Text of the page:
Off said, at the time, that Metro could invest in equipment like this, but it would take time. It's understandable that Metro is focused on short-term problems, but it's important they plan and make progress toward this.
That's why, at least, DC should keep insisting on keeping late night cuts temporary. Maybe it'll be five more years, or 10, or 20. But I'd very much worry that the moment the shorter hours become permanent, that's when Metro maintenance teams and managers can permanently stop thinking about how to get their work done in a shorter time one day.
If the WMATA Board debates restoring late night hours every couple of years, at least that forces the maintenance divisions to think about the long term goal.
Also, Metro needs to be transparent about how it's using the hours. A public records request by James Pizzurro found that not that much more work is getting done on weeknights, but a lot more is happening on weekends. That's helpful information!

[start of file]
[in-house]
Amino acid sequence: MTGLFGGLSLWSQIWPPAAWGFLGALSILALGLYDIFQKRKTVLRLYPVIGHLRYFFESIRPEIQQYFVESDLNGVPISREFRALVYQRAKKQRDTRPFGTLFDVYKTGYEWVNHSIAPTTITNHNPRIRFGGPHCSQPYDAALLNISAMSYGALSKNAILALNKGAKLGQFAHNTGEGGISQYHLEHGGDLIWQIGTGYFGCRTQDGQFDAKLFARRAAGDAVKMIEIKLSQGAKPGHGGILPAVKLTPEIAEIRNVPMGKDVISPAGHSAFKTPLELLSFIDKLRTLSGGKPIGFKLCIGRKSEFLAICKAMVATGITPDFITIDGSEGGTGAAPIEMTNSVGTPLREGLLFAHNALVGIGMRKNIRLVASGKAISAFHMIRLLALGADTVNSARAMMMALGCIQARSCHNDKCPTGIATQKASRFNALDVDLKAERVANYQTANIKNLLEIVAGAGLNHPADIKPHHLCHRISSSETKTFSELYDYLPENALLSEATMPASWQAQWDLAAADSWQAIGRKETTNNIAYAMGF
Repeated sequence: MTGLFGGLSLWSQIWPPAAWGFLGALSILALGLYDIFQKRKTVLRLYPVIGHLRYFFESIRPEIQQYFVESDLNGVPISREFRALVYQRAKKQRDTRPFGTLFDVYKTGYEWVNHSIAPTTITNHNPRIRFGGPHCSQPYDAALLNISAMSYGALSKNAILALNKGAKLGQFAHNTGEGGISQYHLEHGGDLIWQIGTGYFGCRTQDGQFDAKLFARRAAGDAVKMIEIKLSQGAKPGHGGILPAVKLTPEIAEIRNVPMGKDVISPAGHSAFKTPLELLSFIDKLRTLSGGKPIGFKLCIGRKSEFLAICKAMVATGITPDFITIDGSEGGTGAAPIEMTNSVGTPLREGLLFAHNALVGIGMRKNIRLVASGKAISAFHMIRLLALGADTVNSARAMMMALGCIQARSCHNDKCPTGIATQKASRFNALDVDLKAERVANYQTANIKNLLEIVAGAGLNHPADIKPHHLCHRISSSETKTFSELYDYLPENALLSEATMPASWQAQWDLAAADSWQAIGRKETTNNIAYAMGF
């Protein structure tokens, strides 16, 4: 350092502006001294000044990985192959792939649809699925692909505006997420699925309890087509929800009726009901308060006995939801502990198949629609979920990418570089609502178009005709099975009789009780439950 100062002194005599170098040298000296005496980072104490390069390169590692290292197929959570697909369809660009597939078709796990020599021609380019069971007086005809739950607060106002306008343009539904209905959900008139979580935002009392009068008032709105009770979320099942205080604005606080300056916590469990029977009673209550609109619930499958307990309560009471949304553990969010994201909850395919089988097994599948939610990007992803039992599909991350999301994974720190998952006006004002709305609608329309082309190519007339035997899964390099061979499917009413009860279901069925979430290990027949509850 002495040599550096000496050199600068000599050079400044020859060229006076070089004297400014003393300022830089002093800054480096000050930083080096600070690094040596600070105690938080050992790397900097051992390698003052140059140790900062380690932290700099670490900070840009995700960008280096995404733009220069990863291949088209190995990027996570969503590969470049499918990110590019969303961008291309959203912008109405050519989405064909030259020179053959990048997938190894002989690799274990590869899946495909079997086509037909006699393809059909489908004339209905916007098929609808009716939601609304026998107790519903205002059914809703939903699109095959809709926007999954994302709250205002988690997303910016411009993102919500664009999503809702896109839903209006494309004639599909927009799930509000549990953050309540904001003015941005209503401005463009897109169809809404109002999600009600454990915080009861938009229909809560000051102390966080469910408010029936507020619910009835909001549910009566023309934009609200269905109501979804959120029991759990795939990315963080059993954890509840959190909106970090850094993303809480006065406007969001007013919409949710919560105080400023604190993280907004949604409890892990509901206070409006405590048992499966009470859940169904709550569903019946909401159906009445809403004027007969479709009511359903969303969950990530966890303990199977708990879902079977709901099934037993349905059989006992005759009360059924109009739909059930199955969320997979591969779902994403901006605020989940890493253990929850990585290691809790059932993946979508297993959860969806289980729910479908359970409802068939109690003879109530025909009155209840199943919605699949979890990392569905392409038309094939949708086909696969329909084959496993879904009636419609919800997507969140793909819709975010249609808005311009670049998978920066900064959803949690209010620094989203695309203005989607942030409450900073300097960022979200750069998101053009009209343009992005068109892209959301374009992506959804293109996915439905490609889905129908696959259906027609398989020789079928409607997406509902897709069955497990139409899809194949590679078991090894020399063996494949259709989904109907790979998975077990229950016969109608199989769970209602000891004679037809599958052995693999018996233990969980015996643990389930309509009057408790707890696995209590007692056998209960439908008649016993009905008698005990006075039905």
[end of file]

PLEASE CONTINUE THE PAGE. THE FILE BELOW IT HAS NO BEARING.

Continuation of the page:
What IS the long term vision?
Metro has been gradually edging toward being more of a commuter rail system, running trains at peak times and less so at other times. Some of the shift is because of the need for maintenance, but not all. Travis Maiers outlined how for some closures, Metro reduced service more than necessary. For weekend track work, it has cut service on lines not affected by track work in order to “coordinate” service.
There are periodic statements by WMATA excutives and board members that suggest they are looking at transit too much as a business. If one kind of product is profitable and another is not, maybe you should cut the product. That's not how transit works. It enables car-free or car-lite living in walkable urban places. It facilitates movement for people of all incomes with all kinds of work, school, or play schedules.